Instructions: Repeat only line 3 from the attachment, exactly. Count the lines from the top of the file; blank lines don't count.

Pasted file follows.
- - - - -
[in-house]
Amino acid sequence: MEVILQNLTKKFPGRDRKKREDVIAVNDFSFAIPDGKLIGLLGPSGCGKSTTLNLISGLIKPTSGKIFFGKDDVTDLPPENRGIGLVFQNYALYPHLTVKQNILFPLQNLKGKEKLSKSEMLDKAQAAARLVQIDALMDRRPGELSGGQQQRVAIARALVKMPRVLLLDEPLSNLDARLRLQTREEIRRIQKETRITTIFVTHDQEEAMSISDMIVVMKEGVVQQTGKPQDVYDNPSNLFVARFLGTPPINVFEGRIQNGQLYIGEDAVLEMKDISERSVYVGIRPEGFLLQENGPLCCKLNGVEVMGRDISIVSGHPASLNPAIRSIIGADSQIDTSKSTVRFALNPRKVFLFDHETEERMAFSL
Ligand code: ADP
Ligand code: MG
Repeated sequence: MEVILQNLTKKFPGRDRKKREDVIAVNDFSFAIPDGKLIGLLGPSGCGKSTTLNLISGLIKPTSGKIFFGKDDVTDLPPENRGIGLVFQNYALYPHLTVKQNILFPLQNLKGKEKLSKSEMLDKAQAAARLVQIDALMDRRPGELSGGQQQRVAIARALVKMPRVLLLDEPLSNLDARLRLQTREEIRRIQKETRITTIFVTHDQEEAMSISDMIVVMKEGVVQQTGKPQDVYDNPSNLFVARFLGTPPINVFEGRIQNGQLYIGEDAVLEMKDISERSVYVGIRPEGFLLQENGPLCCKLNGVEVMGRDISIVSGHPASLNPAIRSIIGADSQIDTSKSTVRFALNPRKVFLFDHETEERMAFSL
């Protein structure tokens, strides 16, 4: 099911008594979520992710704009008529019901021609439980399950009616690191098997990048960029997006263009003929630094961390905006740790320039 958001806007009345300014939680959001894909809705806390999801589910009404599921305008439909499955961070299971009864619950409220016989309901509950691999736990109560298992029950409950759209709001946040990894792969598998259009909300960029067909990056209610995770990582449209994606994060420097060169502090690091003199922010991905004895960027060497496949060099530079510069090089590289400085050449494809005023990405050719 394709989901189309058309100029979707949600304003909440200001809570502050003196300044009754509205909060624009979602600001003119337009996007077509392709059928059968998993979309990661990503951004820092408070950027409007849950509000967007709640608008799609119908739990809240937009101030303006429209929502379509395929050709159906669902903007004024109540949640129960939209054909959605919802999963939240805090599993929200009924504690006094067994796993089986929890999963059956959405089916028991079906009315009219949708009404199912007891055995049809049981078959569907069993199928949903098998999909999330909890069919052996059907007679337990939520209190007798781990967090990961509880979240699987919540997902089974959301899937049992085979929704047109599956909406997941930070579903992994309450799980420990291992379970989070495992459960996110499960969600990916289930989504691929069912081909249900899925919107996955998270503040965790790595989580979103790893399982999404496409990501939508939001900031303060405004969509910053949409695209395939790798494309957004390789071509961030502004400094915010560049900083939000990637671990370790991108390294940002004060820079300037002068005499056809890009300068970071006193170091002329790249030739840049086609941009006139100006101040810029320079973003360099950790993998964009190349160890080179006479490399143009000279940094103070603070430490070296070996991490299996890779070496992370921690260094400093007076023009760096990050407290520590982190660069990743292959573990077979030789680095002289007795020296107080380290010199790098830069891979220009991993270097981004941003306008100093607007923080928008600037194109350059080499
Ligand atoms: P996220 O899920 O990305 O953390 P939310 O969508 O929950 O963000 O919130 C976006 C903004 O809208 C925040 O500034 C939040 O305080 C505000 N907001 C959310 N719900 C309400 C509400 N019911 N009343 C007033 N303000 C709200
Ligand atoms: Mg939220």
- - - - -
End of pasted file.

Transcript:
Ligand code: ADP